A total of 16 information leakage, denial-of-service (DoS), directory traversal and buffer overflow vulnerabilities have been patched in the popular chat client Pidgin.
The security holes, identified by Cisco Talos researcher Yves Younan, exist in the Pidgin component responsible for the MXit protocol. The issues were addressed on Tuesday with the release of Pidgin 2.11.0.
The list of information leakage vulnerabilities includes CVE-2016-2375 and CVE-2016-2380, which allow an attacker to trigger an out-of-bounds read by sending specially crafted MXit data to the server.
Younan discovered a total of six DoS vulnerabilities in Pidgin’s implementation of the MXit protocol. Two of them, tracked as CVE-2016-2367 and CVE-2016-2372, can also result in leakage of potentially sensitive information.
The researcher also found that the chat client is plagued by a path traversal flaw (CVE-2016-4323) that allows a man-in-the-middle (MitM) attacker or a malicious server to overwrite arbitrary files on the system.
The remaining vulnerabilities are buffer overflows that can be exploited by a malicious server or an MitM attacker via specially crafted MXit data. Successful exploitation of the security holes can result in a crash or arbitrary code execution. These are tracked as CVE-2016-2368, CVE-2016-2371, CVE-2016-2376, CVE-2016-2377 and CVE-2016-2378.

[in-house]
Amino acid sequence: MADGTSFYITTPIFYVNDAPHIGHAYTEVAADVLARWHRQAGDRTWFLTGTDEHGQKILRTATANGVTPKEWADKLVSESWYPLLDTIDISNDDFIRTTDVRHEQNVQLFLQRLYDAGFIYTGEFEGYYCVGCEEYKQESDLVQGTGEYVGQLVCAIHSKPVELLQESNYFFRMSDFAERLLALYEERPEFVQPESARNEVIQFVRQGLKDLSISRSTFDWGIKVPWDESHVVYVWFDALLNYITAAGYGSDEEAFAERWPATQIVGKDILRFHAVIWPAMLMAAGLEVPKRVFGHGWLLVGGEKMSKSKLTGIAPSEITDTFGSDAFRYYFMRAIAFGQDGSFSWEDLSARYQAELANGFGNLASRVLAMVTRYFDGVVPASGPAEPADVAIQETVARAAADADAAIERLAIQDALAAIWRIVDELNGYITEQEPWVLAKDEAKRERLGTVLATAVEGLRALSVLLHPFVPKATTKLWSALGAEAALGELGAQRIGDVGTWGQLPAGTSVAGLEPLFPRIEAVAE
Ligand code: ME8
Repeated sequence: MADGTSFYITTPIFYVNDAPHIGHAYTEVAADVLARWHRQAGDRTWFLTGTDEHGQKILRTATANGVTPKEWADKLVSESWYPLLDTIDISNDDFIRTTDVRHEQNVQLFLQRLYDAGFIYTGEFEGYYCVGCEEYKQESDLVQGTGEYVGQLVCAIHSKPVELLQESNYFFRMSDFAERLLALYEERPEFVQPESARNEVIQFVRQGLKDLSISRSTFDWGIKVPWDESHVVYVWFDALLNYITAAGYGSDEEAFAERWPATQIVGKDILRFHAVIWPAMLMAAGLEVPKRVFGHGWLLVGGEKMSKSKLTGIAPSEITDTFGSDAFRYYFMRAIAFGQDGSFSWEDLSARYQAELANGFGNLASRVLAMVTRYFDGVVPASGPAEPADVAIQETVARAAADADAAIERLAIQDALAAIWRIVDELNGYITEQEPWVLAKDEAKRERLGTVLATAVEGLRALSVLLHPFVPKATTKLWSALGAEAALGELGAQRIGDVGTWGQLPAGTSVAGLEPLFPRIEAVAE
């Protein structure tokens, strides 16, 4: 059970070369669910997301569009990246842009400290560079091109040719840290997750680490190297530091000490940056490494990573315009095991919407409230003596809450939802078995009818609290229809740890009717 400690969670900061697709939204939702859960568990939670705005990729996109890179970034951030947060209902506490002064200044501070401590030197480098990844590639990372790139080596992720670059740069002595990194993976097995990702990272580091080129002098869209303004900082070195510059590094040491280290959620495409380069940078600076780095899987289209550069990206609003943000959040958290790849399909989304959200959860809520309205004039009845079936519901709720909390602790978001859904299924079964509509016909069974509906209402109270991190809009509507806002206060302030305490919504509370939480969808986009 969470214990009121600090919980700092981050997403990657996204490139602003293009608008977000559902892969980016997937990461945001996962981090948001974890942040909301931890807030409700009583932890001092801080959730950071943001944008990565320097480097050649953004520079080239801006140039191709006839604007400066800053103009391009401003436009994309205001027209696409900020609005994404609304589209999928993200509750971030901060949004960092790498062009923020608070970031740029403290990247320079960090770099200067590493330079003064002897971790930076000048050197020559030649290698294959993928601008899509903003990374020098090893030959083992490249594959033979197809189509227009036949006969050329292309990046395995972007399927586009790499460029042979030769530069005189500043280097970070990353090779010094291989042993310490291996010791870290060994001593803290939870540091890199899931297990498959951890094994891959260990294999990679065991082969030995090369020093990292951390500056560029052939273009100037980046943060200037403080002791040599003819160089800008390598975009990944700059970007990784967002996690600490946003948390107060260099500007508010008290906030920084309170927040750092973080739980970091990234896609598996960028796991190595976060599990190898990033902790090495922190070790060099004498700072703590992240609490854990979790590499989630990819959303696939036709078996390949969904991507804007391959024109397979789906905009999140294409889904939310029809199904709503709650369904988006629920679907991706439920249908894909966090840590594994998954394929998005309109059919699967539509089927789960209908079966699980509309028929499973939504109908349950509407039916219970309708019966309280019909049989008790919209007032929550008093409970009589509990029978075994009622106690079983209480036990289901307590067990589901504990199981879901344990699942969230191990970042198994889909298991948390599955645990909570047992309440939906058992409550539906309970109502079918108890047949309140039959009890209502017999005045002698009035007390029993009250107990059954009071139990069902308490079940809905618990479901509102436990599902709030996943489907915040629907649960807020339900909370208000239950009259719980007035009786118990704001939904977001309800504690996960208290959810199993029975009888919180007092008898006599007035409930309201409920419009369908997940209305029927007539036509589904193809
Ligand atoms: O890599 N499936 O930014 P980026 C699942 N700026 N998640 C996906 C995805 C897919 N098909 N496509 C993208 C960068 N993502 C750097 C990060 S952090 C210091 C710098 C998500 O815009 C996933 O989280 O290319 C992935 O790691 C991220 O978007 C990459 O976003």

“Communicating quickly and efficiently using instant messaging software has made this software very popular. Consequently, attackers are constantly trying to find and exploit vulnerabilities in instant messaging applications because it gives them access to a large number of potential victims,” Cisco threat researcher Earl Carter explained in a blog post.
“Patching software is crucial to reducing the attack surface against these constant ongoing attacks. Many users do not patch regularly, which can provide an easy avenue that an attacker can use to gain access to a system,” Carter added.
Cisco Talos researchers have identified vulnerabilities in many popular products, including Trane thermostats, and the Lhasa, Libarchive and 7-Zip archivers.
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